What Causes Cavities?
We’ve all been told the following by some dentist in our lives: —Brush your teeth , stop eating sugar—and you won’t get cavities.
This isn’t wrong advice but it’s not the WHOLE story. In this article, we talk about what a cavity really is, and what the best practices are to prevent them.
What is a cavity?
Think of your mouth as a battlefield, and your teeth as the soldiers you’re trying to protect. The acid and bacteria that build up in your mouth are the biggest enemies too strong teeth. If your mouth is acidic (from diet and overall health issues), that acid pulls minerals out of the enamel, leaving your teeth weak and vulnerable to further attack.
If enough minerals are pulled out (called demineralization), bacteria can
- Travel through the enamel to the dentin
- Dentin becomes infected
- Once the infection starts, it is called dental caries or a “cavity”
Why There Are More Cavities Now Than Ever Before
There has been an upward trend in caries (cavities) since the 1990s. An article from the Centers for Disease Control in 2016 states that…
“Although dental caries are largely preventable, they remain the most common chronic disease of children aged 6 to 11 years and adolescents aged 12 to 19 years.
Tooth decay is four times more common than asthma among adolescents aged 14 to 17 years. Dental caries also affects adults, with 9 out of 10 over the age of 20 having some degree of tooth-root decay.”
Tooth decay has been increasing even though the U.S. spends over $20 billion on dental care annually.
The last two generations have also been more “educated” on cavity prevention (through toothpaste commercials, billboards, and smartphone ads) than ever before. Yet a deep disconnect clearly exists here. We’re being told about cavity prevention more than ever, yet we’re not actually solving the problem!
Poor dental hygiene alone can’t be the cause for all of these cavities.
Let’s Take Cavity Prevention To A Vote!
In a 1940’s meeting of the International Association of Dental Research, the attendees wanted to end the debate over what causes cavities.
There were three heavily-researched theories that were debated, along with others. These theories were:
THE ACIDOGENIC THEORY
According to this theory, bacteria in your mouth are fond of sugar. When they eat sugar, they produce acid as a waste product. This acid dissolves the minerals in your tooth and you get a cavity.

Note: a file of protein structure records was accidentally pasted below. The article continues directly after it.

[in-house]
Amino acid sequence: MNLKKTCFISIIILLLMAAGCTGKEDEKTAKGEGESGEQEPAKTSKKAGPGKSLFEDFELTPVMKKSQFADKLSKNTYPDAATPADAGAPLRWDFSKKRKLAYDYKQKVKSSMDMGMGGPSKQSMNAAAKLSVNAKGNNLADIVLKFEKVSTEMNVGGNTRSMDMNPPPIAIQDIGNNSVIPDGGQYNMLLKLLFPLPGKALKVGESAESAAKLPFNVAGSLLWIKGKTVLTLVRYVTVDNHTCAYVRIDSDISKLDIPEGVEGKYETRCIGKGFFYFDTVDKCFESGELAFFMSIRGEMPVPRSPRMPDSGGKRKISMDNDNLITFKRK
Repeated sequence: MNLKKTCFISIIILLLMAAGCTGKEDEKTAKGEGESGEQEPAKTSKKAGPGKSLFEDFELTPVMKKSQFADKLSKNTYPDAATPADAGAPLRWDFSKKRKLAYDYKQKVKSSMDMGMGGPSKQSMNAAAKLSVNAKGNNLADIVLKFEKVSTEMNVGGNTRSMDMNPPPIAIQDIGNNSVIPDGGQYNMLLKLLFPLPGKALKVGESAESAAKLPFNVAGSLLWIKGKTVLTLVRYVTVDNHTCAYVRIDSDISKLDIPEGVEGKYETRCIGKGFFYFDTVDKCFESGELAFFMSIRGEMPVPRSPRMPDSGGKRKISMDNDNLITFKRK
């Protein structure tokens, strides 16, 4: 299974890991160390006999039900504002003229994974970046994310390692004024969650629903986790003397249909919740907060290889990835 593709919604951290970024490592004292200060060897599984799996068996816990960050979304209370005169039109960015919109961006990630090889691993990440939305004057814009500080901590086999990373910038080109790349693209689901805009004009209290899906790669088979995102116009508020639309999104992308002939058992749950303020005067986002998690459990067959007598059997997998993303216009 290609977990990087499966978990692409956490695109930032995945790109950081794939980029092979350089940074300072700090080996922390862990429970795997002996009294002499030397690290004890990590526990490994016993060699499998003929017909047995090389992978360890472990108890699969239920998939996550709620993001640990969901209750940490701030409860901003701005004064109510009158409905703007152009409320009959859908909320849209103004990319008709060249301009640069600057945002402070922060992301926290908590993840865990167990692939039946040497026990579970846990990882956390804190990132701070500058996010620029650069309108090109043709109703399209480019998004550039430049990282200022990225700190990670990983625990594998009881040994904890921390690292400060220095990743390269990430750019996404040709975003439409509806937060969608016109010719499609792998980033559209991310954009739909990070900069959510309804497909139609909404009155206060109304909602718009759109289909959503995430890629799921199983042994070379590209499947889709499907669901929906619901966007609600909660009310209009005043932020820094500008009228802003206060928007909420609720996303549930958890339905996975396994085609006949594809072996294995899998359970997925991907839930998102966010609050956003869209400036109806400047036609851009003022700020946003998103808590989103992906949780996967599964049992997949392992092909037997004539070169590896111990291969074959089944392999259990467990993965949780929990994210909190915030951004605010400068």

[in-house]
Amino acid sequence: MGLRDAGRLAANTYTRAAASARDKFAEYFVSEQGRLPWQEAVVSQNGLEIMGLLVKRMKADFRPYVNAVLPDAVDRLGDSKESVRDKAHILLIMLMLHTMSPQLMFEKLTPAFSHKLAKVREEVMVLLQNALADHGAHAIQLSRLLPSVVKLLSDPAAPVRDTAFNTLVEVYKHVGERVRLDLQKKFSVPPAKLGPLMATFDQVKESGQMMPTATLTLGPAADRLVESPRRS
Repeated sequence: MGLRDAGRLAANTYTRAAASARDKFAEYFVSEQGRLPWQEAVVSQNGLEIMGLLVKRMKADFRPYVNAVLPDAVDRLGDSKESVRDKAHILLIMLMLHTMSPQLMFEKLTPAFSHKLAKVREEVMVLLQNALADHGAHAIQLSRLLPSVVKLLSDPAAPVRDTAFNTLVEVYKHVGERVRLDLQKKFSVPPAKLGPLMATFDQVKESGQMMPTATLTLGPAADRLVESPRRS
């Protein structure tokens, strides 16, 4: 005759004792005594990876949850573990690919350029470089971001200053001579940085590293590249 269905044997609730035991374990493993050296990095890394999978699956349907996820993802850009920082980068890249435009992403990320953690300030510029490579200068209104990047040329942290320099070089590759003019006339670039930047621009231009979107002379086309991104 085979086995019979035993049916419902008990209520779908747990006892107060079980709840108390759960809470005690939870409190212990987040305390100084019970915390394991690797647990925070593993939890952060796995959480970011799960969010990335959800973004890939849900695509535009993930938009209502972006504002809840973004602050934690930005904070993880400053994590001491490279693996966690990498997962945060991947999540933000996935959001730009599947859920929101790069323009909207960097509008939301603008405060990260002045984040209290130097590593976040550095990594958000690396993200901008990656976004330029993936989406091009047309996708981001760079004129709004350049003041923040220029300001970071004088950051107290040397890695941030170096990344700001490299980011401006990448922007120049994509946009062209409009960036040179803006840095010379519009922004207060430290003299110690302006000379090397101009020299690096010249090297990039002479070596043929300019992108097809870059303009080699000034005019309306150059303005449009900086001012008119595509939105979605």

THE DIET THEORY
Dr. Westin Price was a dentist that was frustrated with dental decay. He took 10 years to travel the world, looking for groups of people that had good dental health.
He studied those people and found consistent, common nutritional reasons for healthy teeth and mouths.
THE HORMONE THEORY
Dr. Melvin Page also researched dental decay and found that there is an internal fluid flow in teeth that naturally helps the tooth stay clean and healthy. This flow is controlled by hormones. When the hormones are not balanced, this fluid flow reverses and brings toxins into the tooth rather than out.
After evaluating the data for themselves, the majority of the attendees felt that the Acidogenic Theory (sugar + bacteria) was the most correct. This was adopted as fact, and that decision still holds strong today—despite evidence to the contrary.
I don’t think they were wrong in 1940, but they sadly were not completely right either.
In fact, there are multiple factors that contribute to tooth decay – my own years in practice (along with many other holistic dentists) have confirmed this.
Here’s an example from my own patients partly disproving the acidogenic theory: I often examine the teeth of an entire family at the same time. I’ll see a wife that recently gave birth, and she has five new cavities since I saw her last. Her husband secretly confides that he hasn’t flossed a day in his life, and he’s never had a cavity. Their children are a mixed bag—some with cavities and some without. They eat the same food and have similar dental care.
So, What Is The Difference?
There are volumes upon volumes of research about this, but I’m going to give you a simple version that will help you know how to prevent cavities in the future.
Don’t worry – the advice is all practical and you can start them as soon as today.
The Role Sugar Plays in Tooth Health
Sugar on the teeth is not what causes cavities…
You may need to read that again. You see, the sugar feeds certain damaging bacteria, and these bacteria create acid. It is the acid that dissolves and pulls the minerals out of the enamel, leading to cavities.
We all have bacteria in our mouths, and some live in that sticky plaque that makes your teeth feel “fuzzy.” Bacteria in itself isn’t necessarily a bad thing, because we need it to protect ourselves—but some bacteria also cause problems.
You can reduce the number of harmful bacteria (more on this later), but you can never get rid of all of them, nor should you want to.
If that plaque stays on your teeth, the bacteria multiply. If you feed them their favorite food–sugar–they will create acid which will dissolve your enamel. As you learned above, if enough minerals dissolve, you will get a cavity.